Acclaimed Taiwanese poet and writer Lin Heng-tai (林亨泰) died on Saturday at the age of 98, the Ministry of Culture said yesterday, adding that it would submit a request for Lin to be honored with a posthumous presidential citation.
Born in 1924 in Beidou County, Taichung Prefecture — which is now known as Changhua County — during the Japanese colonial era, Lin was best known for modern vernacular-style poetry, the ministry said in a statement.
Using the pen names Hen-jen (亨人) and Huan-tai (桓太), Lin was affiliated with several literary organizations, including the Silver Bell Society (銀鈴會), Modernism (現代派), the Li Poetry Society (笠詩社), Taiwan PEN (台灣筆會) and others, the ministry said.
Photo: Taipei Times
In 1949, he published his first poetry collection called The First Cry of the Soul (靈魂的產聲), and in 1956, he became part of the “Modern School” led by poet Ji Xian (紀弦).
Eight years later, he cofounded the Li Poetry Society with literary friends and served as the first editor-in-chief of the Li Poetry (笠詩刊) magazine.
Modern poetry was Lin’s primary genre, the ministry said, adding that, from the release of his first poetry collection in 1949 to Poetry of Life (生命之詩) in 2009, Lin was active for six decades.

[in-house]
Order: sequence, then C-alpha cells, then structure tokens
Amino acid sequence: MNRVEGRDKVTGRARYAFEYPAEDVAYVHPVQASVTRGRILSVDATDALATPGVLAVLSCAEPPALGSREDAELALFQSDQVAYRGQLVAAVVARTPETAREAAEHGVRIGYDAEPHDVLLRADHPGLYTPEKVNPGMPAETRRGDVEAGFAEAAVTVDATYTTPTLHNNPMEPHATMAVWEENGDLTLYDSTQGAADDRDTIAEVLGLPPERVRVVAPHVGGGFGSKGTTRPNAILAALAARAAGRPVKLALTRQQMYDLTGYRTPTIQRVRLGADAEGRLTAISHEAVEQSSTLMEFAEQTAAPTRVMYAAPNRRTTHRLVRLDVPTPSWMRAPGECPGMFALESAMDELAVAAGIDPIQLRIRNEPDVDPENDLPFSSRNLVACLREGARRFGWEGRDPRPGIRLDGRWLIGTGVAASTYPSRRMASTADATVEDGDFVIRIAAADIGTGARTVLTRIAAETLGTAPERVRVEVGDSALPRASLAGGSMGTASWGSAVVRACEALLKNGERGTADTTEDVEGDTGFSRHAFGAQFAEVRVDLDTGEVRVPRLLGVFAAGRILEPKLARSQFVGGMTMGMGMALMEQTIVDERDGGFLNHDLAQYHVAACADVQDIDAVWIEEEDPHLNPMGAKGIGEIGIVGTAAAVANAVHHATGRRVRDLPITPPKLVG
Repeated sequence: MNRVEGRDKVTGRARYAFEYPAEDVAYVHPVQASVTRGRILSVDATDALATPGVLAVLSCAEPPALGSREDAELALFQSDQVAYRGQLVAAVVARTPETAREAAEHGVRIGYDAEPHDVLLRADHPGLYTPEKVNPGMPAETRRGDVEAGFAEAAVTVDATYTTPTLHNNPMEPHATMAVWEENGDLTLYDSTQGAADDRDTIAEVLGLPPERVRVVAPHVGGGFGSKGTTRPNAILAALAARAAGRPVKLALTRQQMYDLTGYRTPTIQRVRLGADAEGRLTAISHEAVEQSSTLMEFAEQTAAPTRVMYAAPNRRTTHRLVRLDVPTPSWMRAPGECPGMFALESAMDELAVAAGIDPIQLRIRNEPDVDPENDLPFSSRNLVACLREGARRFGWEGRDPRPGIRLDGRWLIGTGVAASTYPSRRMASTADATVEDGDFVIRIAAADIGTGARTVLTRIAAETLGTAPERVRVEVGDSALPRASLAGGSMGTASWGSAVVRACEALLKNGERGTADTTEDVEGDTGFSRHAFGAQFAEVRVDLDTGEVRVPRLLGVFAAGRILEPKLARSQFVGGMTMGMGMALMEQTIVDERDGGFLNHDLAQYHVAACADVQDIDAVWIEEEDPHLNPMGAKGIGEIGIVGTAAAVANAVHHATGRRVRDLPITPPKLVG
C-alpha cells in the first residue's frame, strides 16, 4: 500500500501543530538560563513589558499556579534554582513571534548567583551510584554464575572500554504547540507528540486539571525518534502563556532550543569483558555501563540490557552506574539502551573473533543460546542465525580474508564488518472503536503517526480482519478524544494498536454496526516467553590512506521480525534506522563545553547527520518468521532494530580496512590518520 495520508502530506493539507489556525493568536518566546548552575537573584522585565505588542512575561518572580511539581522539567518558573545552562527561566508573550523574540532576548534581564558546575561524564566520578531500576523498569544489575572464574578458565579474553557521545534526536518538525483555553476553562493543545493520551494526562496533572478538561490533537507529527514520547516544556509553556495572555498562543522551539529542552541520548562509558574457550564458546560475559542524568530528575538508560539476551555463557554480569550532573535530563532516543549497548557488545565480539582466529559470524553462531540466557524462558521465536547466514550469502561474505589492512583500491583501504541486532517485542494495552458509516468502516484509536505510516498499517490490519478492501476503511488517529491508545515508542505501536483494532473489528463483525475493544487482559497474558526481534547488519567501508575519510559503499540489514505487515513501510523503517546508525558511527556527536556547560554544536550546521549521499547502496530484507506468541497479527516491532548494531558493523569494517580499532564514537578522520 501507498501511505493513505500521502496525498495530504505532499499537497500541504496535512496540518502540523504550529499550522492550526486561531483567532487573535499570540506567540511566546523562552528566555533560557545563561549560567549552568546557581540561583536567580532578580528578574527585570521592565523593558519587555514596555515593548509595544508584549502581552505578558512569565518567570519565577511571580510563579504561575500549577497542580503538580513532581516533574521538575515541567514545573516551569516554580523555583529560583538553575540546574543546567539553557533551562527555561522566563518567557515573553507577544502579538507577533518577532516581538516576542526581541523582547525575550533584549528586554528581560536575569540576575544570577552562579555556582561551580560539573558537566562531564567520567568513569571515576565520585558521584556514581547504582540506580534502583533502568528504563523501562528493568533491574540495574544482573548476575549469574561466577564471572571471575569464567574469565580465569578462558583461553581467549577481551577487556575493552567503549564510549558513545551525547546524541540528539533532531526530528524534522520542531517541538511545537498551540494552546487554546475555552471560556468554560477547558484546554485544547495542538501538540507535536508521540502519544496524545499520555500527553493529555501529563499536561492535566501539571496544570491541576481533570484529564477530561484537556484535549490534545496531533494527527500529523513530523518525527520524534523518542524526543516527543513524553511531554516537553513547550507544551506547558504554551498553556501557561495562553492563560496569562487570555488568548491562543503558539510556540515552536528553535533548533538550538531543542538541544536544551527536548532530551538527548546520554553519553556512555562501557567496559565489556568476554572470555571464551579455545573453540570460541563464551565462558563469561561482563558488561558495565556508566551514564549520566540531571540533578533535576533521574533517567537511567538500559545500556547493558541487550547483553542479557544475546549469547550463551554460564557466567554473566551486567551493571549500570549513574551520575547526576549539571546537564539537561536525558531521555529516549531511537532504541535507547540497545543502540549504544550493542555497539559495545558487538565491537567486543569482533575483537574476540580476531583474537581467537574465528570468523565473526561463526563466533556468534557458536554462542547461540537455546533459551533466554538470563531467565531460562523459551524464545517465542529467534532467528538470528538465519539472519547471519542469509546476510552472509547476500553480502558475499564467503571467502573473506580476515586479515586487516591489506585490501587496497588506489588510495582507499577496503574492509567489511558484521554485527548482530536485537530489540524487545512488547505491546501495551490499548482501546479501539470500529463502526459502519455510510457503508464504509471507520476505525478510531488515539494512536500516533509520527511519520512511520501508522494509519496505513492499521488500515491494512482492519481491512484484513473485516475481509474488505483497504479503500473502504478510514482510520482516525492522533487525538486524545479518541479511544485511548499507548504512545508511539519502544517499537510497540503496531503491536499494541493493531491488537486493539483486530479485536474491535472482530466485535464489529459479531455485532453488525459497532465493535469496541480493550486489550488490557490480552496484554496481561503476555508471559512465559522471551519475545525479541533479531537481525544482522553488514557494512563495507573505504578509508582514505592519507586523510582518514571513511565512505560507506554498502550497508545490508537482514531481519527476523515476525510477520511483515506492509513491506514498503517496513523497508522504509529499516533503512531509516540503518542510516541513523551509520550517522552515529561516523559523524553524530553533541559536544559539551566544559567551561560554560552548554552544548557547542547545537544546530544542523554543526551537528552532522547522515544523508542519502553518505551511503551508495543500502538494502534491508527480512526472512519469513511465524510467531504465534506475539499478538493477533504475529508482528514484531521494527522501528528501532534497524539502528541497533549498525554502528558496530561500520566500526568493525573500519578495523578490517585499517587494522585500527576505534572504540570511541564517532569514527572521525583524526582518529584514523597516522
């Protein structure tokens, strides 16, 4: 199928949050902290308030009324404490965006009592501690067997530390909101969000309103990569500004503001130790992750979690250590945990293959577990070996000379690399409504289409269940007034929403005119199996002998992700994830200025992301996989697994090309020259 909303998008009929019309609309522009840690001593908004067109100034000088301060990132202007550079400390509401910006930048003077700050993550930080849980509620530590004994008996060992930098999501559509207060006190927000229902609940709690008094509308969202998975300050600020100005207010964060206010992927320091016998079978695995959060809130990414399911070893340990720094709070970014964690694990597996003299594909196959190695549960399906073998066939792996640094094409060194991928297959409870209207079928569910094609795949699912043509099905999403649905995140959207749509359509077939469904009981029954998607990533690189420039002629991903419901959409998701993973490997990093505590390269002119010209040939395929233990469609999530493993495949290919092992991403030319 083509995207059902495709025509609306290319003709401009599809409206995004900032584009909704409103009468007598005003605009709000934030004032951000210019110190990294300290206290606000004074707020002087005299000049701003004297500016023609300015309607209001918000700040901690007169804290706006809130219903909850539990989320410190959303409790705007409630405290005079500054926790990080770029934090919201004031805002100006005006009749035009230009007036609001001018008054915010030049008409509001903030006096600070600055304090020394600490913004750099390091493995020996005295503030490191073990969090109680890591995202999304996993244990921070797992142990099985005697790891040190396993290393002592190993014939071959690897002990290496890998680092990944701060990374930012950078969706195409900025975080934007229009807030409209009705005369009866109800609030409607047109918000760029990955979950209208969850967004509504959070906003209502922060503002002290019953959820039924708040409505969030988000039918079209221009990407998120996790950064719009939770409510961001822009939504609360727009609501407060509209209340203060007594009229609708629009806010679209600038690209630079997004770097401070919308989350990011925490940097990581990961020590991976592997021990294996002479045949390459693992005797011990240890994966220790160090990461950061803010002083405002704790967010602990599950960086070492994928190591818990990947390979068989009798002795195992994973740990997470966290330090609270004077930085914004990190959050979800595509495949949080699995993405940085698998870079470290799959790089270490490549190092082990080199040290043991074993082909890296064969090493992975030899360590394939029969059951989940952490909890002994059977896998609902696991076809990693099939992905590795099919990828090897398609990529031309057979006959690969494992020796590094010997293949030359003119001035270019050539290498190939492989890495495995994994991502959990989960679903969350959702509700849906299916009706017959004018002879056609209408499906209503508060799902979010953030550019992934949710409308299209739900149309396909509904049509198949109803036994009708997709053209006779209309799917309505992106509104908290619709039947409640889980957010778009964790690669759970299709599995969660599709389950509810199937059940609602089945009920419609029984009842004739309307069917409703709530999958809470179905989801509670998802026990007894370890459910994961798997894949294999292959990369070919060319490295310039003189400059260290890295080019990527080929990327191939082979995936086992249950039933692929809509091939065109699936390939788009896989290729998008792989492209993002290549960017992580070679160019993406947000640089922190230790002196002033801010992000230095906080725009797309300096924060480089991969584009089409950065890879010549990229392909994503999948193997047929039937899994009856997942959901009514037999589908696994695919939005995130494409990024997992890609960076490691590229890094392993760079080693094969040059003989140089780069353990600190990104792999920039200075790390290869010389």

He also authored such works as The Long Throat (長的咽喉), Collected Poems of Lin Heng-tai (林亨泰詩集) and The Unbeatable History (跨不過的歷史), and translated An Introduction to the Method of Paul Valery.
Lin received numerous awards throughout his career, including the Oxford Prize for Taiwanese Writers, the Wu San-lien Literary Award and the National Award for Arts, the ministry said.
Minister of Culture Shih Che (史哲) said that Lin was a poet and writer who held a prominent position among the “translingual generation” of writers in Taiwan.
Lin was leaving behind a priceless legacy and a profound example for generations to come, Shih said.
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